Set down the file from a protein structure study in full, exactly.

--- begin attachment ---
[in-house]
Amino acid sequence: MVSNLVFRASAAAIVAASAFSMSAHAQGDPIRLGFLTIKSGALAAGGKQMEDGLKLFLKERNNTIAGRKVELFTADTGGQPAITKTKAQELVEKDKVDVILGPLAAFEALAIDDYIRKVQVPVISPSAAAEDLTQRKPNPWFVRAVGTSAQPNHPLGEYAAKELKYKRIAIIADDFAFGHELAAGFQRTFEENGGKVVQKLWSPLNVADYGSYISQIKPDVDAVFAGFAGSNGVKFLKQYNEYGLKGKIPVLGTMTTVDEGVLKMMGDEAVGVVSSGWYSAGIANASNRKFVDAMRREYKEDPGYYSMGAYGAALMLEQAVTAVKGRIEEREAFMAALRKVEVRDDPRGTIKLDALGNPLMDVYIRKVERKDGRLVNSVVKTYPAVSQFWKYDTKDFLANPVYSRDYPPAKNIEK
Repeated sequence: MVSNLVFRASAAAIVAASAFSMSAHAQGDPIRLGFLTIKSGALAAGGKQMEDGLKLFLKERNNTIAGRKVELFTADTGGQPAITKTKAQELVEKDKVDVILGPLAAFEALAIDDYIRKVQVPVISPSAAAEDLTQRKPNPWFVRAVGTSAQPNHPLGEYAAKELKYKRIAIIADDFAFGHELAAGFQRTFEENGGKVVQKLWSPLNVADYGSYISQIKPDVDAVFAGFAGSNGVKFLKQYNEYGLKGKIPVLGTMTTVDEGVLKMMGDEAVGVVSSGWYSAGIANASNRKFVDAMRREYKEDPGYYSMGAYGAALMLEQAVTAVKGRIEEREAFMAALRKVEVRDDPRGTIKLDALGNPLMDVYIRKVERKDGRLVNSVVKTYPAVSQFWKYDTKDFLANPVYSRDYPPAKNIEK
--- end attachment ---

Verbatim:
[in-house]
Amino acid sequence: MVSNLVFRASAAAIVAASAFSMSAHAQGDPIRLGFLTIKSGALAAGGKQMEDGLKLFLKERNNTIAGRKVELFTADTGGQPAITKTKAQELVEKDKVDVILGPLAAFEALAIDDYIRKVQVPVISPSAAAEDLTQRKPNPWFVRAVGTSAQPNHPLGEYAAKELKYKRIAIIADDFAFGHELAAGFQRTFEENGGKVVQKLWSPLNVADYGSYISQIKPDVDAVFAGFAGSNGVKFLKQYNEYGLKGKIPVLGTMTTVDEGVLKMMGDEAVGVVSSGWYSAGIANASNRKFVDAMRREYKEDPGYYSMGAYGAALMLEQAVTAVKGRIEEREAFMAALRKVEVRDDPRGTIKLDALGNPLMDVYIRKVERKDGRLVNSVVKTYPAVSQFWKYDTKDFLANPVYSRDYPPAKNIEK
Repeated sequence: MVSNLVFRASAAAIVAASAFSMSAHAQGDPIRLGFLTIKSGALAAGGKQMEDGLKLFLKERNNTIAGRKVELFTADTGGQPAITKTKAQELVEKDKVDVILGPLAAFEALAIDDYIRKVQVPVISPSAAAEDLTQRKPNPWFVRAVGTSAQPNHPLGEYAAKELKYKRIAIIADDFAFGHELAAGFQRTFEENGGKVVQKLWSPLNVADYGSYISQIKPDVDAVFAGFAGSNGVKFLKQYNEYGLKGKIPVLGTMTTVDEGVLKMMGDEAVGVVSSGWYSAGIANASNRKFVDAMRREYKEDPGYYSMGAYGAALMLEQAVTAVKGRIEEREAFMAALRKVEVRDDPRGTIKLDALGNPLMDVYIRKVERKDGRLVNSVVKTYPAVSQFWKYDTKDFLANPVYSRDYPPAKNIEK